The acoustic analysis of voice was performed by recording the voice onto the Multi-Dimensional Voice Program (MDVP) module on the Computerized Speech Laboratory (CSL; Model: 4500) for analysis. Each patient was seated in the upright position and instructed to phonate /a/ at a pitch and loudness level comfortable for each of them for a minimum duration of 3 second. For acoustic analysis, the sustained vowel /a/ was selected as it enabled the understanding of laryngeal function primarily by reducing the effect of coarticulation that would otherwise be a factor in connected speech. Further, this task requires limited participant training. To control for the phonatory onset and offset, only the midsection of the vowel was considered for analysis. The recording of the speech signal was done by placing the microphone 10 cm away from the participant's lips. Acoustic parameters considered for analysis were the average fundamental frequency (F0) in Hertz, period to period variability in pitch-absolute jitter (µs), frequency tremor intensity index in percent(FTRI%), period to period variability in amplitude-shimmer (dB), and soft phonation index (SPI). The recording was performed in a well-lit and soundproof room.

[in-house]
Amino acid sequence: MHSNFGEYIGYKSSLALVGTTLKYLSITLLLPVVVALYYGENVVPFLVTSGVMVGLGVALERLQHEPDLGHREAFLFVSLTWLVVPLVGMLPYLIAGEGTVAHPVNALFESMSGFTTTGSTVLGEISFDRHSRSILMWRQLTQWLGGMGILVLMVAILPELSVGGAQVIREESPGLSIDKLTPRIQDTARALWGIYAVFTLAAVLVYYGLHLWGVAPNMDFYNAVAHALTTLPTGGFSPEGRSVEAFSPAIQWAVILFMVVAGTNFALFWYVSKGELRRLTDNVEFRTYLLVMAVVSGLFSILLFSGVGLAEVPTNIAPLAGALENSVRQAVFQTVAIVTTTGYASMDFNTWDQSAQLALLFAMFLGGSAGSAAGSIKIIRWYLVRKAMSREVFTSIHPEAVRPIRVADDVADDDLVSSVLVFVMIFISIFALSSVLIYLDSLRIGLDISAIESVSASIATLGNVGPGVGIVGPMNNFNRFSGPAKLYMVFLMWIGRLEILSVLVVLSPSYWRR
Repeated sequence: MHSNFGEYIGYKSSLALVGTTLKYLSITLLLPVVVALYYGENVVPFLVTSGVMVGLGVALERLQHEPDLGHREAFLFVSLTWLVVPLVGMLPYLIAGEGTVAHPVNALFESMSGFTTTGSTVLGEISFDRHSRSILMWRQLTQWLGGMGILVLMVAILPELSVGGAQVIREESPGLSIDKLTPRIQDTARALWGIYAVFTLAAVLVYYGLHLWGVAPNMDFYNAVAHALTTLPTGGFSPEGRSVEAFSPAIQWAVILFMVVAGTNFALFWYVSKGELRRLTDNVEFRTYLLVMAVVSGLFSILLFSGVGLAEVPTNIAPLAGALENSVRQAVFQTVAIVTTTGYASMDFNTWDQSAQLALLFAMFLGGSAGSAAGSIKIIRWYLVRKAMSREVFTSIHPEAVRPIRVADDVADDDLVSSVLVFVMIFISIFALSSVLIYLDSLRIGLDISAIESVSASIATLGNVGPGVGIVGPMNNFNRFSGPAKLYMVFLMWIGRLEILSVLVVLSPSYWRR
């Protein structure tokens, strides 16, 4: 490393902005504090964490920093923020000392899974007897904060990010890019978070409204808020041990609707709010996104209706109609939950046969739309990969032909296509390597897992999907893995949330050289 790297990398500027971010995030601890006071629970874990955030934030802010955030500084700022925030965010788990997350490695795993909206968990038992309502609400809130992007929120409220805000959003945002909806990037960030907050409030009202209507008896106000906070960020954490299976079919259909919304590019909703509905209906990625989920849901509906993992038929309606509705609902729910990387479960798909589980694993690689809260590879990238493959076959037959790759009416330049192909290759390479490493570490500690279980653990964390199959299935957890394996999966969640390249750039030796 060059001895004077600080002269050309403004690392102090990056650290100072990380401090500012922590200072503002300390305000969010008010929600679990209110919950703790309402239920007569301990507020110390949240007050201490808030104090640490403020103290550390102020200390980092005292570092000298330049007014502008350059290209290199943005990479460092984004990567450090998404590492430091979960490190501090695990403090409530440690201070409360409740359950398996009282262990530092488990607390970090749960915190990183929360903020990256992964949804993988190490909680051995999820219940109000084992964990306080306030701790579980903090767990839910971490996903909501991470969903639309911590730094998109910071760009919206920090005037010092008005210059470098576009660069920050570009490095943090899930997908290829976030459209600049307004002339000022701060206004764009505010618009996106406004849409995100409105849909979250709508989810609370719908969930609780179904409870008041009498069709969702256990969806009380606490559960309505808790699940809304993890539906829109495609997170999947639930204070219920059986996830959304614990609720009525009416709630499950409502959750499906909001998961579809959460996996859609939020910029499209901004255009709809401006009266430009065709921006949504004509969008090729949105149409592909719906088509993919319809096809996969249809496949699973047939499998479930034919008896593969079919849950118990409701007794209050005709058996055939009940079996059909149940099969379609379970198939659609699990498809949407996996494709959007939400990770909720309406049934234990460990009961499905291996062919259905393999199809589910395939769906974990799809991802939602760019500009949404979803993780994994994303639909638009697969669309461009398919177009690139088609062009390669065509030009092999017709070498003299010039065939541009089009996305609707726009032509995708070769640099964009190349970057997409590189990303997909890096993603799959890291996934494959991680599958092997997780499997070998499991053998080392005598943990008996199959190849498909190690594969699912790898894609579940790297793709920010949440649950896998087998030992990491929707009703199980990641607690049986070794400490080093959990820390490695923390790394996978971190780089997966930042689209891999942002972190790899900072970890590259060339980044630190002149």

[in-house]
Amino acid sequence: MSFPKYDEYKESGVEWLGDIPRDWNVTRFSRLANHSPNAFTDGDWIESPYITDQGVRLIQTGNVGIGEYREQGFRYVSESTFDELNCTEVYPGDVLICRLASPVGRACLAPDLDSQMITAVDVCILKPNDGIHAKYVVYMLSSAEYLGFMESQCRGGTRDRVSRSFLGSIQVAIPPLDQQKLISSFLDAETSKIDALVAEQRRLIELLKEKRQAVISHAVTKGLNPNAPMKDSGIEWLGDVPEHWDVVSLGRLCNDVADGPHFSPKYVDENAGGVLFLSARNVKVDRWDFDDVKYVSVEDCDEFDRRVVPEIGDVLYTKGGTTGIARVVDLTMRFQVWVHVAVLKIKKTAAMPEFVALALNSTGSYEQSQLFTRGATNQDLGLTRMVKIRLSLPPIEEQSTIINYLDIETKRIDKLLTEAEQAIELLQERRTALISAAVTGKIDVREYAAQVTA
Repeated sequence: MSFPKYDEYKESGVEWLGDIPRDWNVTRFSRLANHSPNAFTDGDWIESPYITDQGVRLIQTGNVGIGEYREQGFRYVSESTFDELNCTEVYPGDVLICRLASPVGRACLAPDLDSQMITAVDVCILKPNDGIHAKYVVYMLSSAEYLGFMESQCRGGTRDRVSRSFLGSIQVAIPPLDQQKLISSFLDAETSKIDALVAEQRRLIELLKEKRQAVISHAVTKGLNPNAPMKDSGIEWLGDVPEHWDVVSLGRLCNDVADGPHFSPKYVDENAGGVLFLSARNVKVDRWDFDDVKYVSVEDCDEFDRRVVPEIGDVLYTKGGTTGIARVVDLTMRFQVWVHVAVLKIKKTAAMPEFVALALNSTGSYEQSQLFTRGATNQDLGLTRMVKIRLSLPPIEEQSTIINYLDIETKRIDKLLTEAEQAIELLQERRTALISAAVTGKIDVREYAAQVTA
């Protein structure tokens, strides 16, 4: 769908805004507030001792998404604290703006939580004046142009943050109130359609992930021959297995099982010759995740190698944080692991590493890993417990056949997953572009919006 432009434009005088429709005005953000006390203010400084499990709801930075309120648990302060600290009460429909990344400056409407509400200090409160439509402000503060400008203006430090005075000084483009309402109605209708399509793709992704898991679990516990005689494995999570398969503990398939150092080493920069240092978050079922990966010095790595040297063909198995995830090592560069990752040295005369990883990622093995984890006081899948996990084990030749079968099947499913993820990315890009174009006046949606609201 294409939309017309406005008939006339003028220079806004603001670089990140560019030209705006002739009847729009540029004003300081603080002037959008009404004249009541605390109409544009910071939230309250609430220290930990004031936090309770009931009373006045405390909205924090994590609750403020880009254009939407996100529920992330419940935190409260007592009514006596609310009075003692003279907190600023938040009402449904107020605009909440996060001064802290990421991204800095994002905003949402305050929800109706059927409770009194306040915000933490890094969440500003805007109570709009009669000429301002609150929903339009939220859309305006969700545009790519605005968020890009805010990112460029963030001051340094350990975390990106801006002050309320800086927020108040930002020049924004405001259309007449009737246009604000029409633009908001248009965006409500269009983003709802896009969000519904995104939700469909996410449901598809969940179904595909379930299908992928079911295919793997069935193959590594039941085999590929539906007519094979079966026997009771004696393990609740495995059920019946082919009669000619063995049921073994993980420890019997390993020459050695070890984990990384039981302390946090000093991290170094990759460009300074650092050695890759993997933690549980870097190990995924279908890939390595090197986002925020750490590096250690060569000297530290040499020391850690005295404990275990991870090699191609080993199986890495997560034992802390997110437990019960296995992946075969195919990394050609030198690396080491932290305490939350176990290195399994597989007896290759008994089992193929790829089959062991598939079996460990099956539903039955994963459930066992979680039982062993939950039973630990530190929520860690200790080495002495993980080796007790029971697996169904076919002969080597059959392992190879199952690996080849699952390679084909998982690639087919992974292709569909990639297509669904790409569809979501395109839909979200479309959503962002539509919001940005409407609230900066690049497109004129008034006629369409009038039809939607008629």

Data Analysis

Descriptive statistics were used to determine the mean and standard deviation (SD) for the values obtained in the FDA-2, DRS, VHI, MDVP parameters, and UPDRS-III in either medication condition. To determine the statistical significance of the above measures in both genders across the medication conditions, Wilcoxon signed-rank test was performed. To determine the relationship between motor speech function and motor impairment and between VHI and MDVP parameters across both medication conditions, Spearman's rank correlation coefficient was used. The interrater reliability rating was established using Cohen's kappa. Statistical analysis was performed using SPSS 20.0. Level of Statistical significance was set at p < 0.05.

Results

Comparison of Acoustic Parameters between HC and Individuals with PD

There was a significant difference between HC and PD with respect to lip function, laryngeal function, and speech intelligibility (p < 0.05) in the FDA-2. The acoustic parameters of F0 (Hz) for males and SPI for females were also significantly different (p < 0.05) between the two groups.

Comparison of Speech Motor Function, Severity of Dysarthria, and Motor Impairment between Medication ON and OFF Conditions

The mean and SD values for the individual subsections of FDA-2, DRS, and UPDRS-III across the two medication conditions and their p-values are shown in Table 2. A significant difference in the lip and laryngeal functions in FDA-2 and UPDRS-III was found in both males and females between the two medication conditions. However, there was no significant difference in the severity of dysarthria between the two medication conditions in either male or female patients.

Table 2:
Mean, SD, and p-values for the speech motor function, severity of dysarthria and motor impairment between the two medication conditions in males (M) and females (F)

Medication-OFF

Medication-ON

Mean

SD

Mean

SD

p-Value

Reflexes (M)

8.02

1.17

8.15

1.07

0.04a

(F)

8.32

0.75

8.32

0.75

1.00

Respiration(M)

7.43

1.38

7.62

1.16